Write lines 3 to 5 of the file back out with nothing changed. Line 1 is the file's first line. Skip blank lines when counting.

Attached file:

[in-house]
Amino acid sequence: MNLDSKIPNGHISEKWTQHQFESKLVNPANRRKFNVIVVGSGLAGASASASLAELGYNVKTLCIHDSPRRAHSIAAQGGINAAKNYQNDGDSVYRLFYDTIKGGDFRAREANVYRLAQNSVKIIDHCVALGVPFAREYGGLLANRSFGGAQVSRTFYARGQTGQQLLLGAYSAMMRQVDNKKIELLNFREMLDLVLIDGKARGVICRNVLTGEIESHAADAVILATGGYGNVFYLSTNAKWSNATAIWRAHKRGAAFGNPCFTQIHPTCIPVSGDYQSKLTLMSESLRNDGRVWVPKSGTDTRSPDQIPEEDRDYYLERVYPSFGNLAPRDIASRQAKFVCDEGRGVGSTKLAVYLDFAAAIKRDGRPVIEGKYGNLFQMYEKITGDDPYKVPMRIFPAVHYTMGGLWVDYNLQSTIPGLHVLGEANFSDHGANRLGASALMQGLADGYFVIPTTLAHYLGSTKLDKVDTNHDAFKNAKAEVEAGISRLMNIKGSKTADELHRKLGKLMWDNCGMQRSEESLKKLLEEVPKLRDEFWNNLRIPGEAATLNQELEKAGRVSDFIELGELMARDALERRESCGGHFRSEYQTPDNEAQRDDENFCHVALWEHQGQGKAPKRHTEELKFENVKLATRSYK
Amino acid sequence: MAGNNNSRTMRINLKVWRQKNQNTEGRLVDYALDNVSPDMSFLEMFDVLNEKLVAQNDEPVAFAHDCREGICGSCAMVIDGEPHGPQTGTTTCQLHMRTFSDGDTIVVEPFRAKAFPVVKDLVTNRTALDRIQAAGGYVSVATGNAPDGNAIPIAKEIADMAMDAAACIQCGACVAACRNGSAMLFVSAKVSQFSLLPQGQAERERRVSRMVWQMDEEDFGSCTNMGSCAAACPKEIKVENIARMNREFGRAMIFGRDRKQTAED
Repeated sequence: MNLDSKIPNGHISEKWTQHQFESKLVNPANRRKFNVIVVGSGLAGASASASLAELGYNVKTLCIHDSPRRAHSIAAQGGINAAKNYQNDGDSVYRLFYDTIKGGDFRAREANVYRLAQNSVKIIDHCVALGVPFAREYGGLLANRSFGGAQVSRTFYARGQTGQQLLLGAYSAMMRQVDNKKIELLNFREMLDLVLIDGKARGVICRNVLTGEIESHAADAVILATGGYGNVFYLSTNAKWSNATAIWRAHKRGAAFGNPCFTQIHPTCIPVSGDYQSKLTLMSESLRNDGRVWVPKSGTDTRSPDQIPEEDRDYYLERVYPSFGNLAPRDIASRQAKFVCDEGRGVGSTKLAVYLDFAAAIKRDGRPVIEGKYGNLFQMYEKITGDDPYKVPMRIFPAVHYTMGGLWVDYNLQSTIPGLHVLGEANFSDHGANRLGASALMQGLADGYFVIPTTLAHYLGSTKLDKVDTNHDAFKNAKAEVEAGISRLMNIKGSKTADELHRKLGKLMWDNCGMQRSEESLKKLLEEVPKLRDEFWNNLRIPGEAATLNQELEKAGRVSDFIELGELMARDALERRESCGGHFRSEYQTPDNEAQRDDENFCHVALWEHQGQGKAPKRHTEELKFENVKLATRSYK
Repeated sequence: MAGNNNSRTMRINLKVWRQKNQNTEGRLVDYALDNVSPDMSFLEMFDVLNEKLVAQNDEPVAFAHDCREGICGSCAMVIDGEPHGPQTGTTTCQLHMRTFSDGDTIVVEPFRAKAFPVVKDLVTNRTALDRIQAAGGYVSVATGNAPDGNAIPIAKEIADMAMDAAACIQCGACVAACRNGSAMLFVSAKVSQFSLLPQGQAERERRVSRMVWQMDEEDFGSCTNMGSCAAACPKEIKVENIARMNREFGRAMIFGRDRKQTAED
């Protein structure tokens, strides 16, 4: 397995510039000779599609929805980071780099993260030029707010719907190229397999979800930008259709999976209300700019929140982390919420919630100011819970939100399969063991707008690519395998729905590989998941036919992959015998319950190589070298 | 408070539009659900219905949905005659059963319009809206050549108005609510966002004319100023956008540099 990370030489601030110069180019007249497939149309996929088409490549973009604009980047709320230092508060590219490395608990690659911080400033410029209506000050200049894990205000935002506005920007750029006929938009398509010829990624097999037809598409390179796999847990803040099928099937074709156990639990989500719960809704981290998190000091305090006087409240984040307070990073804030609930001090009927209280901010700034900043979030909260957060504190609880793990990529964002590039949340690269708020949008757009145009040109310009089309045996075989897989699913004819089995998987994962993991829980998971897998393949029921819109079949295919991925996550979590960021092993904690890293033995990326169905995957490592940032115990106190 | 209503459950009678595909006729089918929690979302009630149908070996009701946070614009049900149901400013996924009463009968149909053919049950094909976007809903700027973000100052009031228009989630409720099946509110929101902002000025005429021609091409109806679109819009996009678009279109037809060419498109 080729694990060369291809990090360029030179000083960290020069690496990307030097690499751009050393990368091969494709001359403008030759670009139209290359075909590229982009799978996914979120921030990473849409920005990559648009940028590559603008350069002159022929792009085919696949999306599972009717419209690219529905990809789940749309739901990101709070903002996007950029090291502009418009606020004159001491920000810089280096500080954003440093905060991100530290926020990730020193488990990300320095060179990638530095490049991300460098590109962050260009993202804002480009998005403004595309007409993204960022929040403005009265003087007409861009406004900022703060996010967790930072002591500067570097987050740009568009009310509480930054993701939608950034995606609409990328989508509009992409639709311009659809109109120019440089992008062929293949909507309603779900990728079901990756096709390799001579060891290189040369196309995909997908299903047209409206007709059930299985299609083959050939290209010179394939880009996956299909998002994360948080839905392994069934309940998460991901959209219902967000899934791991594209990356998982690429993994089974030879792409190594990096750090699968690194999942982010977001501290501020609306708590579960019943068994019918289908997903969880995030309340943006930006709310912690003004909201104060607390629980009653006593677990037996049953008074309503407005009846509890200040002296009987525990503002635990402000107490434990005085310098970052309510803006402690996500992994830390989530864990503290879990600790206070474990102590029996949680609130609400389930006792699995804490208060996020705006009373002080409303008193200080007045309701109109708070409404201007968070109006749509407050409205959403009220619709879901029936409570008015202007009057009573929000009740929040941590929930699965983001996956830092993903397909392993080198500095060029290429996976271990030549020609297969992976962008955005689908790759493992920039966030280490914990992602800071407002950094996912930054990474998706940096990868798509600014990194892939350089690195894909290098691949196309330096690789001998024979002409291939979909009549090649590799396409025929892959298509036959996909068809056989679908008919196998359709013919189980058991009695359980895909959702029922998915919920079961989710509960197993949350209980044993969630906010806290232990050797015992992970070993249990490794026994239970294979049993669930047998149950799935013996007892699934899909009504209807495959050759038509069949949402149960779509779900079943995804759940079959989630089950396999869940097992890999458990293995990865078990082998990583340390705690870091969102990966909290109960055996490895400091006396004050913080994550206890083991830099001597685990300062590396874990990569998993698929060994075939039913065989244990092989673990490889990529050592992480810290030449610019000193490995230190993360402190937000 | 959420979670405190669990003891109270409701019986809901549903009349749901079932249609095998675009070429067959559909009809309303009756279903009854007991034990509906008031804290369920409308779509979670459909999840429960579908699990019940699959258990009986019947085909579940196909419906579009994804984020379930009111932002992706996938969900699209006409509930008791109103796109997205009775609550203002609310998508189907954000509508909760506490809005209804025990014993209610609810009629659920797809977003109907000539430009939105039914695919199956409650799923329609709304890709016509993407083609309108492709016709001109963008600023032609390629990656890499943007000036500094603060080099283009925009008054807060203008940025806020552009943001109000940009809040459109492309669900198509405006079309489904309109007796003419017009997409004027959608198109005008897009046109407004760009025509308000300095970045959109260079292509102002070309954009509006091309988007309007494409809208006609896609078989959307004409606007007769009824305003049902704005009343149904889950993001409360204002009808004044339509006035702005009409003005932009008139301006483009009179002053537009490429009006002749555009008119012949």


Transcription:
Amino acid sequence: MAGNNNSRTMRINLKVWRQKNQNTEGRLVDYALDNVSPDMSFLEMFDVLNEKLVAQNDEPVAFAHDCREGICGSCAMVIDGEPHGPQTGTTTCQLHMRTFSDGDTIVVEPFRAKAFPVVKDLVTNRTALDRIQAAGGYVSVATGNAPDGNAIPIAKEIADMAMDAAACIQCGACVAACRNGSAMLFVSAKVSQFSLLPQGQAERERRVSRMVWQMDEEDFGSCTNMGSCAAACPKEIKVENIARMNREFGRAMIFGRDRKQTAED
Repeated sequence: MNLDSKIPNGHISEKWTQHQFESKLVNPANRRKFNVIVVGSGLAGASASASLAELGYNVKTLCIHDSPRRAHSIAAQGGINAAKNYQNDGDSVYRLFYDTIKGGDFRAREANVYRLAQNSVKIIDHCVALGVPFAREYGGLLANRSFGGAQVSRTFYARGQTGQQLLLGAYSAMMRQVDNKKIELLNFREMLDLVLIDGKARGVICRNVLTGEIESHAADAVILATGGYGNVFYLSTNAKWSNATAIWRAHKRGAAFGNPCFTQIHPTCIPVSGDYQSKLTLMSESLRNDGRVWVPKSGTDTRSPDQIPEEDRDYYLERVYPSFGNLAPRDIASRQAKFVCDEGRGVGSTKLAVYLDFAAAIKRDGRPVIEGKYGNLFQMYEKITGDDPYKVPMRIFPAVHYTMGGLWVDYNLQSTIPGLHVLGEANFSDHGANRLGASALMQGLADGYFVIPTTLAHYLGSTKLDKVDTNHDAFKNAKAEVEAGISRLMNIKGSKTADELHRKLGKLMWDNCGMQRSEESLKKLLEEVPKLRDEFWNNLRIPGEAATLNQELEKAGRVSDFIELGELMARDALERRESCGGHFRSEYQTPDNEAQRDDENFCHVALWEHQGQGKAPKRHTEELKFENVKLATRSYK
Repeated sequence: MAGNNNSRTMRINLKVWRQKNQNTEGRLVDYALDNVSPDMSFLEMFDVLNEKLVAQNDEPVAFAHDCREGICGSCAMVIDGEPHGPQTGTTTCQLHMRTFSDGDTIVVEPFRAKAFPVVKDLVTNRTALDRIQAAGGYVSVATGNAPDGNAIPIAKEIADMAMDAAACIQCGACVAACRNGSAMLFVSAKVSQFSLLPQGQAERERRVSRMVWQMDEEDFGSCTNMGSCAAACPKEIKVENIARMNREFGRAMIFGRDRKQTAED